Social Networks, theTertius IungensOrientation, and Involvement in InnovationDavid Obstfeld
- Public Administration
- Sociology and Political Science
- Arts and Humanities (miscellaneous)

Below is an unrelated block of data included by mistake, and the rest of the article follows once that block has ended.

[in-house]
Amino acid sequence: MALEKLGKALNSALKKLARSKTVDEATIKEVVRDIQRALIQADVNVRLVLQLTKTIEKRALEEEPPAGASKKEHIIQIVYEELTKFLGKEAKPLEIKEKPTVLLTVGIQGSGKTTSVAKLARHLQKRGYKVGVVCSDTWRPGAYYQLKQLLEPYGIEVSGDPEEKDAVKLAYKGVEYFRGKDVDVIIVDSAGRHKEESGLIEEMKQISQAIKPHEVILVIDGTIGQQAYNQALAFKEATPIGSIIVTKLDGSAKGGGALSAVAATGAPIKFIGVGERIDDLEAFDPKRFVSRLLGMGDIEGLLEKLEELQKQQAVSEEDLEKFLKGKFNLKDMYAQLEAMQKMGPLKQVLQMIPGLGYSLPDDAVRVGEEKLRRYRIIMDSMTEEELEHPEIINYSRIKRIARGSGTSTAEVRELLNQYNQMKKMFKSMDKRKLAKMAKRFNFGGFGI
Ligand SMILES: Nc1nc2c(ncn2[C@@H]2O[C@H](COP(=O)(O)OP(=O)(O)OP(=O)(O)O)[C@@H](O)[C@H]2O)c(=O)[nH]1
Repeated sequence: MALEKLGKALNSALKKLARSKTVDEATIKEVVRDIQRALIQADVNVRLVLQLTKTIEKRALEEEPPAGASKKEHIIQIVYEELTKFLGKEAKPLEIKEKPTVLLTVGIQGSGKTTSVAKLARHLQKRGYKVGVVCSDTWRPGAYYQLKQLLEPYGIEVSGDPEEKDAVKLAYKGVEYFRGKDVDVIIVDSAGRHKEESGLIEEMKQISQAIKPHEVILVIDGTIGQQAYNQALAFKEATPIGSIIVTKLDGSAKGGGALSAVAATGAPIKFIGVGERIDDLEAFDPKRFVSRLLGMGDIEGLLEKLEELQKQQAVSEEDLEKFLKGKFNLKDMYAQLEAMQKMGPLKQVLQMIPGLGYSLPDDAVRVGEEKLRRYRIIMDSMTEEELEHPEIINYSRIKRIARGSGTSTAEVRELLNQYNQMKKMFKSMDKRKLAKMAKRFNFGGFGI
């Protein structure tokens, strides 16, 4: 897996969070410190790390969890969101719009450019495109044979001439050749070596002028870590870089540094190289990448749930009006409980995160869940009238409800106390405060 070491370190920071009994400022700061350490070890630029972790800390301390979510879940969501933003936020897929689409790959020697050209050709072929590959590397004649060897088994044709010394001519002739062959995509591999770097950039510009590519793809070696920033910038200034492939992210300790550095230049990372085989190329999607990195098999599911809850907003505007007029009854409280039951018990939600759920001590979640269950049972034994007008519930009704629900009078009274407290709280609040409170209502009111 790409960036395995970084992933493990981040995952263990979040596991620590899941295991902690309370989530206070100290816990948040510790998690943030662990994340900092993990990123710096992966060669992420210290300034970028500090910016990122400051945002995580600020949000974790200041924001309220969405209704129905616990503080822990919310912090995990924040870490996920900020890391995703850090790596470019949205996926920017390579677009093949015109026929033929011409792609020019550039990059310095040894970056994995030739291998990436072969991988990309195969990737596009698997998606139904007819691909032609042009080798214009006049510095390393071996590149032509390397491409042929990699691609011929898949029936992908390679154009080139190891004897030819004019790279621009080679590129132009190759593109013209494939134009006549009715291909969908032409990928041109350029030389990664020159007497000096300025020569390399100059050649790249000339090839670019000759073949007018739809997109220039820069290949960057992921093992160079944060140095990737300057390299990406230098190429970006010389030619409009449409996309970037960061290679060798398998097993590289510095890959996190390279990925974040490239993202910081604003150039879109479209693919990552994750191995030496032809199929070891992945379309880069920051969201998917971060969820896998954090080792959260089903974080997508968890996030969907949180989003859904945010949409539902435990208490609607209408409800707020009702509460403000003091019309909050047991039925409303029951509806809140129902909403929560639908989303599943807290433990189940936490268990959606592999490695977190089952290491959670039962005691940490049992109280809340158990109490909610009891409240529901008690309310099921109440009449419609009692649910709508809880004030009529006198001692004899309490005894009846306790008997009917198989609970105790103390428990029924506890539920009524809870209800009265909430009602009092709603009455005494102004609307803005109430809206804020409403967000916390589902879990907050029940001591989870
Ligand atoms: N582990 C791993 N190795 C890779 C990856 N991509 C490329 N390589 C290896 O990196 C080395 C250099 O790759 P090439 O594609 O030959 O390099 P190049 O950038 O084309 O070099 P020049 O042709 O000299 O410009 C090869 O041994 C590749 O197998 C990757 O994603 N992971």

This study examines the microprocesses in the social networks of those involved in organizational innovation and their strategic behavioral orientation toward connecting people in their social network by either introducing disconnected individuals or facilitating new coordination between connected individuals. This tertius iungens (or “third who joins”) strategic orientation, contrasts with the tertius gaudens orientation emphasized in structural holes theory, which concerns the advantage of a broker who can play people off against one another for his or her own benefit. Results of a multimethod study of networks and innovation in an engineering division of an automotive manufacturer show that a tertius iungens orientation, dense social networks, and diverse social knowledge predict involvement in innovation. Implications of the study for innovation and social networks, as well as for social skill and agency within firms are presented.